Documentation / driver-api / i3c / protocol.rst

Based on kernel version 6.7. Page generated on 2024-01-11 08:51 EST.

1 2 3 4 5 6 7 8 9 10 11 12 13 14 15 16 17 18 19 20 21 22 23 24 25 26 27 28 29 30 31 32 33 34 35 36 37 38 39 40 41 42 43 44 45 46 47 48 49 50 51 52 53 54 55 56 57 58 59 60 61 62 63 64 65 66 67 68 69 70 71 72 73 74 75 76 77 78 79 80 81 82 83 84 85 86 87 88 89 90 91 92 93 94 95 96 97 98 99 100 101 102 103 104 105 106 107 108 109 110 111 112 113 114 115 116 117 118 119 120 121 122 123 124 125 126 127 128 129 130 131 132 133 134 135 136 137 138 139 140 141 142 143 144 145 146 147 148 149 150 151 152 153 154 155 156 157 158 159 160 161 162 163 164 165 166 167 168 169 170 171 172 173 174 175 176 177 178 179 180 181 182 183 184 185 186 187 188 189 190 191 192 193 194 195 196 197 198 199 200 201 202 203
.. SPDX-License-Identifier: GPL-2.0

I3C protocol


This chapter will focus on aspects that matter to software developers. For
everything hardware related (like how things are transmitted on the bus, how
collisions are prevented, ...) please have a look at the I3C specification.

This document is just a brief introduction to the I3C protocol and the concepts
it brings to the table. If you need more information, please refer to the MIPI
I3C specification (can be downloaded here


The I3C (pronounced 'eye-three-see') is a MIPI standardized protocol designed
to overcome I2C limitations (limited speed, external signals needed for
interrupts, no automatic detection of the devices connected to the bus, ...)
while remaining power-efficient.

I3C Bus

An I3C bus is made of several I3C devices and possibly some I2C devices as
well, but let's focus on I3C devices for now.

An I3C device on the I3C bus can have one of the following roles:

* Master: the device is driving the bus. It's the one in charge of initiating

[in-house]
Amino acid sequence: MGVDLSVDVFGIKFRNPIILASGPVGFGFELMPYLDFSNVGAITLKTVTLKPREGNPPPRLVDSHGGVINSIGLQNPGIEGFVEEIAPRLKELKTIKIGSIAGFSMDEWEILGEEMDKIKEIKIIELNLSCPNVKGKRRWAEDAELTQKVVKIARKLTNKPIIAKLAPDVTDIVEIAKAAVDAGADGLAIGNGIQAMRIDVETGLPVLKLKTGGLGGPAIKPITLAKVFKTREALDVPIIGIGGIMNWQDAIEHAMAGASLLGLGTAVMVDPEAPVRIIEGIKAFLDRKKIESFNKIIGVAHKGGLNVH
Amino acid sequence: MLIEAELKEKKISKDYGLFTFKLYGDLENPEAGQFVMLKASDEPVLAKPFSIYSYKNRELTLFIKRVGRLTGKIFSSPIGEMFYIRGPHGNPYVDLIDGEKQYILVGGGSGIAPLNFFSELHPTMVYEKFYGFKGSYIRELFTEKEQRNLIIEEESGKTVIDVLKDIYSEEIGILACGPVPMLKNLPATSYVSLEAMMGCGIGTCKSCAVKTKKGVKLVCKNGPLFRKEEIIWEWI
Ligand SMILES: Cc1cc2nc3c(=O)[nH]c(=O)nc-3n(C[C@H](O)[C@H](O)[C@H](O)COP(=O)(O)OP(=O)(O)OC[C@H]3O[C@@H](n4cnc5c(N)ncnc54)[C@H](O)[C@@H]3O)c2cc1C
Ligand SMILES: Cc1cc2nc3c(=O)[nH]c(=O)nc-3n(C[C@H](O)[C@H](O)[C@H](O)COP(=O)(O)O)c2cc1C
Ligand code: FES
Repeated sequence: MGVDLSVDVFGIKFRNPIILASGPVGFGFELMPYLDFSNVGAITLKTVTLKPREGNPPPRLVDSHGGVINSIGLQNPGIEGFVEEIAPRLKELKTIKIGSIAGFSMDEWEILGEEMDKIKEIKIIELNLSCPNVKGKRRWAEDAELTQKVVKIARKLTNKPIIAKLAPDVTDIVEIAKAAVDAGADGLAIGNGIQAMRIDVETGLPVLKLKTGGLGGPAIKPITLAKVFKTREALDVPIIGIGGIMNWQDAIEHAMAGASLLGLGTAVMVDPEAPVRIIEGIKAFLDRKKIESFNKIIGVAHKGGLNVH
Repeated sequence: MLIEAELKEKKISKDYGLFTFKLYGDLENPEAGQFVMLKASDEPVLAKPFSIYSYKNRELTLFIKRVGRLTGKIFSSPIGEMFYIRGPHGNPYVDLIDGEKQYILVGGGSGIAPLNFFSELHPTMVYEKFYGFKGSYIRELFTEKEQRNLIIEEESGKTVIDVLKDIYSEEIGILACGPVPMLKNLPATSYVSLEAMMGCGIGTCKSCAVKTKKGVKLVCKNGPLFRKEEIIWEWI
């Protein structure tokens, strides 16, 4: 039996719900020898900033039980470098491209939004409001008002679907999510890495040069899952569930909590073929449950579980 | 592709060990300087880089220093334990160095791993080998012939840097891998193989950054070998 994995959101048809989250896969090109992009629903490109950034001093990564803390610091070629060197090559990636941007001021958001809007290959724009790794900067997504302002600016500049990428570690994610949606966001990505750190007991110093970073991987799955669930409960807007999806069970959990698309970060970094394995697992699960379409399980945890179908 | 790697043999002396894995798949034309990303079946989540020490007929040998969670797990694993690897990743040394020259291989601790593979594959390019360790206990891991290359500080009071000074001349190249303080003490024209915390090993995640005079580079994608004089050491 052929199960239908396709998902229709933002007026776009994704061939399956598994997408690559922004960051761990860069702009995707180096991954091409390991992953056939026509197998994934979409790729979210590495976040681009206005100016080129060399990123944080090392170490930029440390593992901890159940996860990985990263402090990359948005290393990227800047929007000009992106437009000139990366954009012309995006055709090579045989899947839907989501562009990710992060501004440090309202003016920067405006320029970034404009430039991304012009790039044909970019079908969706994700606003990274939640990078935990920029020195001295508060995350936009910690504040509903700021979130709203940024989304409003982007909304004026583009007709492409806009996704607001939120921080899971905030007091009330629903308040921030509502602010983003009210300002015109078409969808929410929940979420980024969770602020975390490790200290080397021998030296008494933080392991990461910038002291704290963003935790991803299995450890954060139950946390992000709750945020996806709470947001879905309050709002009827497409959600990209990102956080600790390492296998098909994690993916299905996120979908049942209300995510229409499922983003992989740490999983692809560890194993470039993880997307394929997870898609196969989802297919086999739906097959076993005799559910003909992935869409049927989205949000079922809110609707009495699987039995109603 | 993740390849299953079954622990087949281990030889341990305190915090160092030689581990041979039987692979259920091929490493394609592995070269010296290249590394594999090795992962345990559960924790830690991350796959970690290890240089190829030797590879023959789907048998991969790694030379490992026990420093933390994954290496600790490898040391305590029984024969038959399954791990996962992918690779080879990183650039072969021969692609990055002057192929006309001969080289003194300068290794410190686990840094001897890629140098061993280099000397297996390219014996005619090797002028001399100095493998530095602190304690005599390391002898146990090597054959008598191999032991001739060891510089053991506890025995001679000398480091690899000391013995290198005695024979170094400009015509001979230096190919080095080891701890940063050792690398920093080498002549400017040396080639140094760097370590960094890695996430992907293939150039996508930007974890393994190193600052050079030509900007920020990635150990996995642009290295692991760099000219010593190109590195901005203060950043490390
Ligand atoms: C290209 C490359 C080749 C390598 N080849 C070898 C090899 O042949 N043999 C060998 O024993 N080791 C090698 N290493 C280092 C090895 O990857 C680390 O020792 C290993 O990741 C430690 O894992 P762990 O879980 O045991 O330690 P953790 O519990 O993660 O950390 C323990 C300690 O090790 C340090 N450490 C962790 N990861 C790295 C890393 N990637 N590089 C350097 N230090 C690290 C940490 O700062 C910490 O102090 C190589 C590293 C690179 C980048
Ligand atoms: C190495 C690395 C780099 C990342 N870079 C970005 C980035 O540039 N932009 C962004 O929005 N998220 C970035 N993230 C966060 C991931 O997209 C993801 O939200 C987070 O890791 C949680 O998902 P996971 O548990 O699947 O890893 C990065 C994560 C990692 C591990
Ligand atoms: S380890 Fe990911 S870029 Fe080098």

transactions or deciding who is allowed to talk on the bus (slave generated
  events are possible in I3C, see below).
* Slave: the device acts as a slave, and is not able to send frames to another
  slave on the bus. The device can still send events to the master on
  its own initiative if the master allowed it.

I3C is a multi-master protocol, so there might be several masters on a bus,
though only one device can act as a master at a given time. In order to gain
bus ownership, a master has to follow a specific procedure.

Each device on the I3C bus has to be assigned a dynamic address to be able to
communicate. Until this is done, the device should only respond to a limited
set of commands. If it has a static address (also called legacy I2C address),
the device can reply to I2C transfers.

In addition to these per-device addresses, the protocol defines a broadcast
address in order to address all devices on the bus.

Once a dynamic address has been assigned to a device, this address will be used
for any direct communication with the device. Note that even after being
assigned a dynamic address, the device should still process broadcast messages.

I3C Device discovery

The I3C protocol defines a mechanism to automatically discover devices present
on the bus, their capabilities and the functionalities they provide. In this
regard I3C is closer to a discoverable bus like USB than it is to I2C or SPI.

The discovery mechanism is called DAA (Dynamic Address Assignment), because it
not only discovers devices but also assigns them a dynamic address.

During DAA, each I3C device reports 3 important things:

* BCR: Bus Characteristic Register. This 8-bit register describes the device bus
  related capabilities
* DCR: Device Characteristic Register. This 8-bit register describes the
  functionalities provided by the device
* Provisioned ID: A 48-bit unique identifier. On a given bus there should be no
  Provisioned ID collision, otherwise the discovery mechanism may fail.

I3C slave events

The I3C protocol allows slaves to generate events on their own, and thus allows
them to take temporary control of the bus.

This mechanism is called IBI for In Band Interrupts, and as stated in the name,
it allows devices to generate interrupts without requiring an external signal.

During DAA, each device on the bus has been assigned an address, and this
address will serve as a priority identifier to determine who wins if 2 different